Some concepts are more important than others. I think of balancing equations,
substitution, ratio, simplification, directed numbers among others. I say these are
important because they are used over and over in learning mathematics and solving
problems. So learn to identify key concepts (or have them identified for you), how
they are applied and how to apply them since they are used repeatedly. You will find
this more useful than memorising formulae. In fact with this approach you may find
formulae easier to remember, because they will be better understood.
Many learners have difficulty recalling mathematical facts when they need to.

You may have understood the fact or concept before, but at the time when you need
to apply it you cannot bring it to mind. Research shows that keeping knowledge from
being lost depends upon two things; how important the learner perceives it to be at
the time that it is being learned, and how he/she is able to make connections with
earlier learned knowledge. What does this mean practically for learning math?
While learning you may want to think about how important new knowledge will be
to you. Think about how widely the new concept can be applied , how will it help you
to do more mathematics? Of what practical use is it? How will understanding it affect
your grades? How will you feel as an achiever in math? Do you gain a feeling of
power when you rise to a challenge and solve a problem? Will this new learning help
you to regain that feeling? You may have to question your teacher or do some
research on some of these questions.
You must try to see connections between new and old concepts. For instance,
expansion and factorisation are applications of the distributive law, which is a
property of numerical operations that you have been learning from grade one; those
variables in Algebra represent numbers and you are used to numbers; balancing an
equation is a new way of looking at substitution. Concepts in mathematics arise
logically from earlier concepts. This stems from the second important property of
math, it is logical. As I have said before, always ask yourself, your classmates or
your teacher, the question why. The answer will usually reveal a link to a concept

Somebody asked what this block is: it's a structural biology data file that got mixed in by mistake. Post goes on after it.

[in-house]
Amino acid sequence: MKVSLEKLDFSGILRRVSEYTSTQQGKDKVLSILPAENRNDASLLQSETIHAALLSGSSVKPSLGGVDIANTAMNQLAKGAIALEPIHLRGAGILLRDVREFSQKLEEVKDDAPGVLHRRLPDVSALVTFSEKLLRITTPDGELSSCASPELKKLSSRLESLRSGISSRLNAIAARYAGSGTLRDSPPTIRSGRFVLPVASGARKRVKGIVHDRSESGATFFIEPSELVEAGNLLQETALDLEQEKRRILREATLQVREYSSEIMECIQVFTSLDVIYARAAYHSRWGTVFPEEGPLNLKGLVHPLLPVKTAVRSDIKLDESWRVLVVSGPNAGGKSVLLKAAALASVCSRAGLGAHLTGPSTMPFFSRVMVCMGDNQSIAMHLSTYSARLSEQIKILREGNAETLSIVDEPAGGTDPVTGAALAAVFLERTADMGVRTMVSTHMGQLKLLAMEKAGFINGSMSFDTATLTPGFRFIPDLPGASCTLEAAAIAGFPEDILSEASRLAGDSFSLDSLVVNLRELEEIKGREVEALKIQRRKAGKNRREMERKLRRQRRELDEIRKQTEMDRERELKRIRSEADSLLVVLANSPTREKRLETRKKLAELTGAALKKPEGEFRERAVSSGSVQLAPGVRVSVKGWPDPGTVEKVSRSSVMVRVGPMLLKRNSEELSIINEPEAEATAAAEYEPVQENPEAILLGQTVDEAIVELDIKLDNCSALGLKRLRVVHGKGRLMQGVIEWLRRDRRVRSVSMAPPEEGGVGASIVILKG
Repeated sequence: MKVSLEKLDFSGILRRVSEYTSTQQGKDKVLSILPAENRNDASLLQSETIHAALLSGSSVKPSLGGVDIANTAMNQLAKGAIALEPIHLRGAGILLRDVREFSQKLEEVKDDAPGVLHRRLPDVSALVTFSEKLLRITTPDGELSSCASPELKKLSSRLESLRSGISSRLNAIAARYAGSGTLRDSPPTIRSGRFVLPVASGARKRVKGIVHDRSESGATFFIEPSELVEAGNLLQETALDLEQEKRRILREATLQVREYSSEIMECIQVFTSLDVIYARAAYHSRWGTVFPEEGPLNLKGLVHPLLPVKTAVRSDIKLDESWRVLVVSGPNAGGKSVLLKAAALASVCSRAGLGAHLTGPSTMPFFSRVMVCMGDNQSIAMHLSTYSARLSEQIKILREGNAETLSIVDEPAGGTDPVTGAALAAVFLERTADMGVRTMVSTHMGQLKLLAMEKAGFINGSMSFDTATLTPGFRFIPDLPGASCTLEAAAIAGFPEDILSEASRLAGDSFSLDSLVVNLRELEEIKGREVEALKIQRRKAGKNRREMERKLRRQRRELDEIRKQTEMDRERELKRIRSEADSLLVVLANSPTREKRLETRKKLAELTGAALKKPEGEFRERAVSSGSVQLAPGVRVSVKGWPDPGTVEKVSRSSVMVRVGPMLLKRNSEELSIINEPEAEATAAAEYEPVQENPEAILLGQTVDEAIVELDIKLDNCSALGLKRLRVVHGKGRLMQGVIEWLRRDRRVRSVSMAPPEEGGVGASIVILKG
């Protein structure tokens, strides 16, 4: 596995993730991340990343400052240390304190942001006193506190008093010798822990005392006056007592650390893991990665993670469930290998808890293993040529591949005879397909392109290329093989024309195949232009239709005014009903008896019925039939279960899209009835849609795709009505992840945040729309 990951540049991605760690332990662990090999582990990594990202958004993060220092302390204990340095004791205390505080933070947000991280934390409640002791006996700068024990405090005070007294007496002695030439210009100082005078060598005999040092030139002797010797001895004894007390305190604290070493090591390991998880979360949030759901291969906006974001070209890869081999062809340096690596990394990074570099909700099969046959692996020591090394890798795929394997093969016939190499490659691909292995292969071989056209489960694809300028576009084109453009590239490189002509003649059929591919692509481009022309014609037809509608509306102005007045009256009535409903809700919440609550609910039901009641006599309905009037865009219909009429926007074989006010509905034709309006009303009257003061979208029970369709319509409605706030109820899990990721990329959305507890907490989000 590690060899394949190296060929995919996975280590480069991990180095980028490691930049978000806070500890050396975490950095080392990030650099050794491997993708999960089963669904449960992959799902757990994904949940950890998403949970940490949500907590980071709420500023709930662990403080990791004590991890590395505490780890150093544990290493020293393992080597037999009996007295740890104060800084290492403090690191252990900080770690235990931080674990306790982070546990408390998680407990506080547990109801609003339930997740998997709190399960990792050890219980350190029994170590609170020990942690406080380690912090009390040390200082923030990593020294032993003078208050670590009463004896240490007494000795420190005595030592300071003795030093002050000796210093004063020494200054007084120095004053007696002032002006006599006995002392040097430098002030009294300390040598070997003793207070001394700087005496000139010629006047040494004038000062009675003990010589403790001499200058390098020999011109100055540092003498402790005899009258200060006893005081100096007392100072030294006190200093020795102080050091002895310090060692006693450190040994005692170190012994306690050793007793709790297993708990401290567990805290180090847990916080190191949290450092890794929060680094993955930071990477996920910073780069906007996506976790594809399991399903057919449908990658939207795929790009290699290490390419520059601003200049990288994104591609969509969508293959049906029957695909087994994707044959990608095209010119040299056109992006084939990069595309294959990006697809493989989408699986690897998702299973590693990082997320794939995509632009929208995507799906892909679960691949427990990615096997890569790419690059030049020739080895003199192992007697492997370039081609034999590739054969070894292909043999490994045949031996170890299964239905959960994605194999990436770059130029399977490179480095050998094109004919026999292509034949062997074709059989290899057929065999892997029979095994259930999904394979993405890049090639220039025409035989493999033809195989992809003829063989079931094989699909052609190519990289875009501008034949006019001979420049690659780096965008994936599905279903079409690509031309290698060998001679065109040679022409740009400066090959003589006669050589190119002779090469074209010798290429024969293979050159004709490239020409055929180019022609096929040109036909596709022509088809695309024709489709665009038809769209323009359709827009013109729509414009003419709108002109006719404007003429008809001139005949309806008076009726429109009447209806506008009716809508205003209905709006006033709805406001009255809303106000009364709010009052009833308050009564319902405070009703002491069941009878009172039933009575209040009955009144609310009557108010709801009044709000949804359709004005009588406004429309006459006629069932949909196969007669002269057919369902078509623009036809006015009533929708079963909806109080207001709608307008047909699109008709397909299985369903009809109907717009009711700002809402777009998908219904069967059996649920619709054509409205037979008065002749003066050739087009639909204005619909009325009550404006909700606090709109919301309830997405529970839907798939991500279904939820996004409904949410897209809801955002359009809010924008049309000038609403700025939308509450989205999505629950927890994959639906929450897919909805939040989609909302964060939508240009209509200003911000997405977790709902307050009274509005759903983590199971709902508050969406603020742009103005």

that you already understand and accept. It is easy to make connections in
mathematics, for the concepts are highly linked. If you are not making the
connections, then you are not learning the subject, and to make the connections
increases the likelihood that you will recall the facts as you need them, and more
importantly, be able to apply the concepts in problem solving. Try actively to make
sense of the subject. I repeat. Do all you can to make sense of the subject. Do not be
satisfied to memorise formulae and methods without understanding them. You
understand a step when you not only understand how the result is arrived at , but also
why that operation or method was used.
Explaining mathematics to someone is a good way to deepen your own
understanding and a good aid to recall. Rebecca DeCamillis in her e book (see link
below) suggests working with a ‘study buddy’ or forming a ‘homework club’. In my
opinion, it is also useful to be on the lookout for mathematical patterns and uses for
mathematics in your daily life. You will begin to see more of the relevance of the
subject and you may begin to regard it more highly, resulting in a more positive
attitude which will help to motivate you towards learning the subject. You may even
begin to like it. Finally, try to have fun with math. Go online. Solve some math
puzzles, play some math games, join a math club, enter into math competitions.
You will get a lot out of the subject if you engage with it.
Read more at http://www.articlealley.com/article_2069927_22.html?ktrack=kcplink

There you go! A not-so-hard way to go about learning math!

See you soon.